Education and training has been provided for faculty and staff, and additional training opportunities are planned, she continued in the email. 

Boy reiterated that Duke’s Office for Institutional Equity (OIE) is still working on a review of the department. 

"The review process was extended to ensure everyone had an opportunity to participate, and we expect to see information from that review soon," she wrote on Klotman's behalf. "Our expectation is that report will provide us with additional ideas." 

David Page, new chair of the biostatistics department who will take office in June, has "expressed his strong commitment to providing a respectful and inclusive environment," Boy added.  

Neely did not respond to multiple requests for comment for this story. DeLong also did not respond to multiple requests for comment. 

Students craft a petition

A committee of Chinese graduate students, self-identified as "concerned Duke students," drafted a petition Jan. 26 pushing the University to set up “an independent committee to conduct a full-scale investigation into the incident surrounding Professor Neely’s email correspondences and the actions of the unnamed faculty members.”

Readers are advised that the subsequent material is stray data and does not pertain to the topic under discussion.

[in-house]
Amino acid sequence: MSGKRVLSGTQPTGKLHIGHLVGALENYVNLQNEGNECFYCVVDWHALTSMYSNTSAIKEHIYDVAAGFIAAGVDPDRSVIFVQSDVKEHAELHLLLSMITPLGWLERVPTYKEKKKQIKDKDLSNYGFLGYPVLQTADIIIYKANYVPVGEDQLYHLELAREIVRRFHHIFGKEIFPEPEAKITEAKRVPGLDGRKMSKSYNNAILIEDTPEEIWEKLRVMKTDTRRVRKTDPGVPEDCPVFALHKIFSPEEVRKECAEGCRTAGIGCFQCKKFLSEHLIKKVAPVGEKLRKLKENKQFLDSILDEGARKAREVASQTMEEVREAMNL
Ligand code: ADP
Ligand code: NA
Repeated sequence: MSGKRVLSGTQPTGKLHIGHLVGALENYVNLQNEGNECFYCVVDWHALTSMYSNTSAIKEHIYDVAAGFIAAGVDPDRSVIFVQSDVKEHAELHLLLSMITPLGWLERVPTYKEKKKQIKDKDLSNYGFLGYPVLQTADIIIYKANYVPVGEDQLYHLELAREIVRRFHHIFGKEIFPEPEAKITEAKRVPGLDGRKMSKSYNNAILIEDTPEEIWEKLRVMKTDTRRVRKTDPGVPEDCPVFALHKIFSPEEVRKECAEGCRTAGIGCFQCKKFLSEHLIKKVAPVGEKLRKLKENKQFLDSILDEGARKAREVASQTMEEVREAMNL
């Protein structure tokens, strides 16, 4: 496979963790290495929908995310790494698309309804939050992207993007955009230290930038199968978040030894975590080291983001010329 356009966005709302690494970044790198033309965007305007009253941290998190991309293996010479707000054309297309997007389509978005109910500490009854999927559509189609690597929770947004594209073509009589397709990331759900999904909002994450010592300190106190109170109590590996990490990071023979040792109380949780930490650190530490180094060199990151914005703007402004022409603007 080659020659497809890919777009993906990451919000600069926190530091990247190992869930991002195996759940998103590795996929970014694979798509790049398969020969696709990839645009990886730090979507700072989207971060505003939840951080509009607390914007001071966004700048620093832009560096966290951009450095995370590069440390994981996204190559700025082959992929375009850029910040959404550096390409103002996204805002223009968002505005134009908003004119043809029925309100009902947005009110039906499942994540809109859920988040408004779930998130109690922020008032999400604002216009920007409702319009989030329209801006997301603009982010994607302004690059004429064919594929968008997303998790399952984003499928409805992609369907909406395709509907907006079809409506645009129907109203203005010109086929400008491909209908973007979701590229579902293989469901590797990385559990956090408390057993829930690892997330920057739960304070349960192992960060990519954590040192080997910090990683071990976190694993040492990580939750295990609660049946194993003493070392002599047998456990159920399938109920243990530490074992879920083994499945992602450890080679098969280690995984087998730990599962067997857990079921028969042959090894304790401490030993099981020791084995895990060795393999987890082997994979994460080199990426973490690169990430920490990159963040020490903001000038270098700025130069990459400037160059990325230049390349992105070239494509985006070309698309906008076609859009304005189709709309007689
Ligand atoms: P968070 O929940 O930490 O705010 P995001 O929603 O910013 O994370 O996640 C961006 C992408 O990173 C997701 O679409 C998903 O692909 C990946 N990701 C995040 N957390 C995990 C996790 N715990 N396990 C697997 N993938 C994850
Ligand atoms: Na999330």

In the petition, the committee indicated that they were upset at the behaviors of both unnamed faculty members and Neely. 

"We are disheartened, therefore, when Duke’s faculty members implied that students of diverse national origin would be punished in academic and employment opportunities for speaking in their native language outside of classroom settings," the petition stated. "We were demoralized even more that a Duke graduate program director explicitly condones and even encourages such discriminatory practices by our faculty members." 

The committee also told The Chronicle in January that it does not represent the views of the entire Chinese student body at Duke nor the graduate student body as a whole.

Inappropriate email, friendly department

A second-year biostatistics masters student from China said she was offended by Neely’s email but doesn’t think discrimination is prevalent in the department. She asked to remain anonymous, in part because she feels her opinion on Neely is different than many of her peers.